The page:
Sad news as reports have come out that iconic cinematographer Vilmos Zsigmond has passed away. Heavily influential and admired, the Hungarian-born Zsigmond helped define the look of the Hollywood New Wave of the 1970s with classics that included Robert Altman’s McCabe & Mrs. Miller and Steven Spielberg’s Close Encounters of the Third Kind. Zsigmond passed on New Years Day at the age 85.
Zsigmond was born in 1930 in Szeged, Hungary. He attended film school in Budapest and shortly thereafter started working as a director of photography on local projects. It was his work in Hollywood in the 1970s that would soon enough make Zsigmond one of the most well-respected cinematographers in the industry. Highlights of his legendary career include John Boorman’s classic Deliverance (1971), Altman’s The Long Goodbye (1973), Spielberg’s The Sugarland Express (1974) and Michael Cimeno’s Oscar-winning The Deer Hunter (1978).
Later in his career, Zsigmond worked on such films as Brian De Palma’s celebrated Blow Out (1981), George Miller’s The Witches of Eastwick (1987), The Two Jakes (1990) directed by Jack Nicholson and The Crossing Guard (1996), directed by Sean Penn. He also served as director of photography on Cimeno’s infamous (but beautifully filmed) 1981 debacle Heaven’s Gate and De Palma’s panned 1990 misfire The Bonfire of the Vanities. Further cementing the eclecticism of Zwigmond’s career, more recently he collaborated with talented that included Woody Allen (You Will Meet a Tall Dark Stranger, Cassandra’s Dream), Kevin Smith (Jersey Girl) and Mindy Kalling (he shot 72 episodes of The Mindy Project from 2012-2014).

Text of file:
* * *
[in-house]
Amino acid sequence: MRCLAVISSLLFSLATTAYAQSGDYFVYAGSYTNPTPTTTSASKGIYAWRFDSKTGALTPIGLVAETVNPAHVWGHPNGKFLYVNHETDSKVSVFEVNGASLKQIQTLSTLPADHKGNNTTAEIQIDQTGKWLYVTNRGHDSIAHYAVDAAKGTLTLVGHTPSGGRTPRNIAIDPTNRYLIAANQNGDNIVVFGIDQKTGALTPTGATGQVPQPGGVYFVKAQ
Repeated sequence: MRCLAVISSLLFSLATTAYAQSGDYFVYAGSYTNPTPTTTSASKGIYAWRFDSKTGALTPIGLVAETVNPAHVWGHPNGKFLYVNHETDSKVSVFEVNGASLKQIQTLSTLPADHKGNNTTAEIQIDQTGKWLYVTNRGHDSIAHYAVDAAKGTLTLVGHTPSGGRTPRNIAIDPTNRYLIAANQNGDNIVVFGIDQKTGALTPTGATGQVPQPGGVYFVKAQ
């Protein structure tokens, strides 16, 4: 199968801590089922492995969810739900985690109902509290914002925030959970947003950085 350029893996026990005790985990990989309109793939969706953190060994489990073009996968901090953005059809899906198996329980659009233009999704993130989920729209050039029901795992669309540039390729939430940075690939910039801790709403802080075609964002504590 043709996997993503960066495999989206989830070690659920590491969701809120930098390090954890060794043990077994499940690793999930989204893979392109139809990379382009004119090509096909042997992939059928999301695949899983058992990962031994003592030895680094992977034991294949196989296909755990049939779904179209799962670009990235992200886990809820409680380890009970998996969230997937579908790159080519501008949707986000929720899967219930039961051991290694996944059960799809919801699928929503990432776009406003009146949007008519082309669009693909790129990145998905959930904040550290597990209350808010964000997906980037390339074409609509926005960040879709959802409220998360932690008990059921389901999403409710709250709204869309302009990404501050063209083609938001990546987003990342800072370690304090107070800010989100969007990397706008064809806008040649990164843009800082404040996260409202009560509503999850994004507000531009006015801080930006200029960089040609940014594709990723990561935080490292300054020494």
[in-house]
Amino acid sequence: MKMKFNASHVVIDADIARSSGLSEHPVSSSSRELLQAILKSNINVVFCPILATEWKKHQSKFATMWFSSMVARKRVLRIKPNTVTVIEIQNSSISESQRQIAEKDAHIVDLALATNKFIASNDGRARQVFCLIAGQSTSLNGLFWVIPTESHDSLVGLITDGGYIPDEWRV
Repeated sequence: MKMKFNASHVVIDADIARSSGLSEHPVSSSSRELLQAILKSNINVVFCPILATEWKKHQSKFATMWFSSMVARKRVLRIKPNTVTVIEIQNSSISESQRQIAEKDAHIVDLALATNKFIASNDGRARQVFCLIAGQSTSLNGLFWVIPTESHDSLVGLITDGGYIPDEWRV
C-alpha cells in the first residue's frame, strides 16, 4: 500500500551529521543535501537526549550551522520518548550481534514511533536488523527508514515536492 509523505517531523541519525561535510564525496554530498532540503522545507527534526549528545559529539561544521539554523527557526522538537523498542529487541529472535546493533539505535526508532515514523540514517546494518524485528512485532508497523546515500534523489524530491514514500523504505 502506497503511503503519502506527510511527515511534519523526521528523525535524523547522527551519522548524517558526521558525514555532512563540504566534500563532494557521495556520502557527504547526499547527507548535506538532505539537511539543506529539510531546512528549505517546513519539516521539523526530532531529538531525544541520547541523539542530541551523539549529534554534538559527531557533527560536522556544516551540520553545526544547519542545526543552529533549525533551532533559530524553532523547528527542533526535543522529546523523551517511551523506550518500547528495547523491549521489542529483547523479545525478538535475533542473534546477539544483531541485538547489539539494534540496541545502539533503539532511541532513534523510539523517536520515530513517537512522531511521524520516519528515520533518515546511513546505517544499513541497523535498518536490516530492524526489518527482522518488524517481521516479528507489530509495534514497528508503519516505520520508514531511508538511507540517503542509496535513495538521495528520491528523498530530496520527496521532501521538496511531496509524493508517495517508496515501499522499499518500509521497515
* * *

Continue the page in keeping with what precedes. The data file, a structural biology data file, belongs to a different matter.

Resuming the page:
He received four Oscar nominations throughout his career – for Close Encounters of the Third Kind (1977), The Deer Hunter (1978), The River (1984) and, most recently, for The Black Dahlia (2006)- and won the statue for his work on Spielberg’s extraterrestrial classic. Zsigmond also won an Emmy (for the 1992 mini-series Stalin), and a BAFTA Award (for The Deer Hunter) throughout his career. Steven Poster ASC, President, International Cinematographers Guild wrote:
The cinematography world lost a great talent today.Vilmos’ genius was not only in his images, but in his sense of duty to honest storytelling.As one of our most esteemed members, Vilmos was an inspiration and mentor to many of us in the International Cinematographers Guild. In 2003, our members voted him one of the top 10 influential cinematographers of all time.
I was privileged to work as his 2nd unit DP on three of his movies. We all knew what a giant he was as an artist at the time. But working up close with him, I also learned about perseverance and an obligation to the story from the master.
There is not a member at the International Cinematographers Guild who has not been impacted by his brilliant photography and his personal story. His brave beginnings providing footage from the Hungarian revolution will always be an important part of his legacy and to future generations of cinematographers and film students. He made a difference. He will continue to be an inspiration to cinematographers everywhere.
Zsigmond’s passing less than a week following the death of Haskell Wexler, another prominent director of photography.